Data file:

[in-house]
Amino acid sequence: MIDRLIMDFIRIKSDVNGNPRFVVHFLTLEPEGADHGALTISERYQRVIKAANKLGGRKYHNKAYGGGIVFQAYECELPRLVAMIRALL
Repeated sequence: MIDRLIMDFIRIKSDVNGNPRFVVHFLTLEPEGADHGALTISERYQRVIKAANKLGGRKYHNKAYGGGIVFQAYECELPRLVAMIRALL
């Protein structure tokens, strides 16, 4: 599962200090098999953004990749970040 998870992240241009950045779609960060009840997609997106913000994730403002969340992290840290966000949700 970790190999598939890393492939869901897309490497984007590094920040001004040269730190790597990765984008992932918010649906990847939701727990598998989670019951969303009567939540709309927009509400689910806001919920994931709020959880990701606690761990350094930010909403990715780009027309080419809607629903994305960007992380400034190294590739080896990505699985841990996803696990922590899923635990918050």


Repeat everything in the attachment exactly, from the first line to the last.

[in-house]
Amino acid sequence: MIDRLIMDFIRIKSDVNGNPRFVVHFLTLEPEGADHGALTISERYQRVIKAANKLGGRKYHNKAYGGGIVFQAYECELPRLVAMIRALL
Repeated sequence: MIDRLIMDFIRIKSDVNGNPRFVVHFLTLEPEGADHGALTISERYQRVIKAANKLGGRKYHNKAYGGGIVFQAYECELPRLVAMIRALL
């Protein structure tokens, strides 16, 4: 599962200090098999953004990749970040 998870992240241009950045779609960060009840997609997106913000994730403002969340992290840290966000949700 970790190999598939890393492939869901897309490497984007590094920040001004040269730190790597990765984008992932918010649906990847939701727990598998989670019951969303009567939540709309927009509400689910806001919920994931709020959880990701606690761990350094930010909403990715780009027309080419809607629903994305960007992380400034190294590739080896990505699985841990996803696990922590899923635990918050």